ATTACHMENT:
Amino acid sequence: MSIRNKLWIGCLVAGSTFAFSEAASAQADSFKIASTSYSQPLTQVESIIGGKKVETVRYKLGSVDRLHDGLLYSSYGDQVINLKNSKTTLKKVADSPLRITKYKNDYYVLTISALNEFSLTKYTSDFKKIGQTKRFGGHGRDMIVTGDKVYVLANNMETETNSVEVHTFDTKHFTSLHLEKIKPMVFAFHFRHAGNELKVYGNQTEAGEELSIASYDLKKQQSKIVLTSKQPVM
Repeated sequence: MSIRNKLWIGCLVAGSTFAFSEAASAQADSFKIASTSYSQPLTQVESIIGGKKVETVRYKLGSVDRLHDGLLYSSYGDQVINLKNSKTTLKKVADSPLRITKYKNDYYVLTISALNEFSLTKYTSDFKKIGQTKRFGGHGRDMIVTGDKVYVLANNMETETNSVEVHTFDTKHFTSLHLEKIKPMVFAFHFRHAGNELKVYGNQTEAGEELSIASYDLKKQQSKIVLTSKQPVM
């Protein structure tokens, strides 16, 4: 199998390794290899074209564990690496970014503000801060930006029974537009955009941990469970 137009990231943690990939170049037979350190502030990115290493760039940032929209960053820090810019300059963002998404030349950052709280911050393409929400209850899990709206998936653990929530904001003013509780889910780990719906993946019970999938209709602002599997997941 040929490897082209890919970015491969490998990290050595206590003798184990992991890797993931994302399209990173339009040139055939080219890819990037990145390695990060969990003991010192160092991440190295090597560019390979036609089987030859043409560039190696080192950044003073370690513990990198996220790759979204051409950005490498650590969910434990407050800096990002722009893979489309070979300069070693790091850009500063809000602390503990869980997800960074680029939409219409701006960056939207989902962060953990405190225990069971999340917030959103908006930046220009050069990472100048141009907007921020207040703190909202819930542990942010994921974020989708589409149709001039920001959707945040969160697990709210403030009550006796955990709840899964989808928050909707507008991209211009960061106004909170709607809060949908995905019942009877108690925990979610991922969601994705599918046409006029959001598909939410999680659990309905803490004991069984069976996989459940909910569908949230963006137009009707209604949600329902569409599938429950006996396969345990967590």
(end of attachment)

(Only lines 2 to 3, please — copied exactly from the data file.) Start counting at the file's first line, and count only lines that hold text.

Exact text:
Repeated sequence: MSIRNKLWIGCLVAGSTFAFSEAASAQADSFKIASTSYSQPLTQVESIIGGKKVETVRYKLGSVDRLHDGLLYSSYGDQVINLKNSKTTLKKVADSPLRITKYKNDYYVLTISALNEFSLTKYTSDFKKIGQTKRFGGHGRDMIVTGDKVYVLANNMETETNSVEVHTFDTKHFTSLHLEKIKPMVFAFHFRHAGNELKVYGNQTEAGEELSIASYDLKKQQSKIVLTSKQPVM
């Protein structure tokens, strides 16, 4: 199998390794290899074209564990690496970014503000801060930006029974537009955009941990469970 137009990231943690990939170049037979350190502030990115290493760039940032929209960053820090810019300059963002998404030349950052709280911050393409929400209850899990709206998936653990929530904001003013509780889910780990719906993946019970999938209709602002599997997941 040929490897082209890919970015491969490998990290050595206590003798184990992991890797993931994302399209990173339009040139055939080219890819990037990145390695990060969990003991010192160092991440190295090597560019390979036609089987030859043409560039190696080192950044003073370690513990990198996220790759979204051409950005490498650590969910434990407050800096990002722009893979489309070979300069070693790091850009500063809000602390503990869980997800960074680029939409219409701006960056939207989902962060953990405190225990069971999340917030959103908006930046220009050069990472100048141009907007921020207040703190909202819930542990942010994921974020989708589409149709001039920001959707945040969160697990709210403030009550006796955990709840899964989808928050909707507008991209211009960061106004909170709607809060949908995905019942009877108690925990979610991922969601994705599918046409006029959001598909939410999680659990309905803490004991069984069976996989459940909910569908949230963006137009009707209604949600329902569409599938429950006996396969345990967590």